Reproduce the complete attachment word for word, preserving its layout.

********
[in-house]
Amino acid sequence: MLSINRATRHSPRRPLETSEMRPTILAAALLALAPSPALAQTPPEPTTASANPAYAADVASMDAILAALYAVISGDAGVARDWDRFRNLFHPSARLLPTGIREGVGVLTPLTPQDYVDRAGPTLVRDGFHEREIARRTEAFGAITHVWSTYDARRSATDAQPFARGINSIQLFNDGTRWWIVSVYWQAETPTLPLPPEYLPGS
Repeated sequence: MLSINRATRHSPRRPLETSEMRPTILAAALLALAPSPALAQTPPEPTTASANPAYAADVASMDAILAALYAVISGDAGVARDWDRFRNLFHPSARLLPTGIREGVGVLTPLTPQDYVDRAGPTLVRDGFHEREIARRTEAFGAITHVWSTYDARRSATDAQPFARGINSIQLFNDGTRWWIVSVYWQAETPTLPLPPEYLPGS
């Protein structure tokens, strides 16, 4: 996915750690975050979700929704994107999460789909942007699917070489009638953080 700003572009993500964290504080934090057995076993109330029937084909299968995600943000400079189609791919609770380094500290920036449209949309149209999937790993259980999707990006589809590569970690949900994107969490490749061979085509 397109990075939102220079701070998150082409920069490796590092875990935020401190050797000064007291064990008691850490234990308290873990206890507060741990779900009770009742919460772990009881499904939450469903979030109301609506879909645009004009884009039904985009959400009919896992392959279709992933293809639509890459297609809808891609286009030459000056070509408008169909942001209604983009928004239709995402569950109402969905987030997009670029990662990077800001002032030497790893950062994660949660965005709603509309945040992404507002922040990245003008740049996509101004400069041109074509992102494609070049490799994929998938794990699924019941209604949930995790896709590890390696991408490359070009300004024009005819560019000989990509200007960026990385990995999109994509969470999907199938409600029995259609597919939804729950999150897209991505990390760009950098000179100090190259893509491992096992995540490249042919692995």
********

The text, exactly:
[in-house]
Amino acid sequence: MLSINRATRHSPRRPLETSEMRPTILAAALLALAPSPALAQTPPEPTTASANPAYAADVASMDAILAALYAVISGDAGVARDWDRFRNLFHPSARLLPTGIREGVGVLTPLTPQDYVDRAGPTLVRDGFHEREIARRTEAFGAITHVWSTYDARRSATDAQPFARGINSIQLFNDGTRWWIVSVYWQAETPTLPLPPEYLPGS
Repeated sequence: MLSINRATRHSPRRPLETSEMRPTILAAALLALAPSPALAQTPPEPTTASANPAYAADVASMDAILAALYAVISGDAGVARDWDRFRNLFHPSARLLPTGIREGVGVLTPLTPQDYVDRAGPTLVRDGFHEREIARRTEAFGAITHVWSTYDARRSATDAQPFARGINSIQLFNDGTRWWIVSVYWQAETPTLPLPPEYLPGS
């Protein structure tokens, strides 16, 4: 996915750690975050979700929704994107999460789909942007699917070489009638953080 700003572009993500964290504080934090057995076993109330029937084909299968995600943000400079189609791919609770380094500290920036449209949309149209999937790993259980999707990006589809590569970690949900994107969490490749061979085509 397109990075939102220079701070998150082409920069490796590092875990935020401190050797000064007291064990008691850490234990308290873990206890507060741990779900009770009742919460772990009881499904939450469903979030109301609506879909645009004009884009039904985009959400009919896992392959279709992933293809639509890459297609809808891609286009030459000056070509408008169909942001209604983009928004239709995402569950109402969905987030997009670029990662990077800001002032030497790893950062994660949660965005709603509309945040992404507002922040990245003008740049996509101004400069041109074509992102494609070049490799994929998938794990699924019941209604949930995790896709590890390696991408490359070009300004024009005819560019000989990509200007960026990385990995999109994509969470999907199938409600029995259609597919939804729950999150897209991505990390760009950098000179100090190259893509491992096992995540490249042919692995």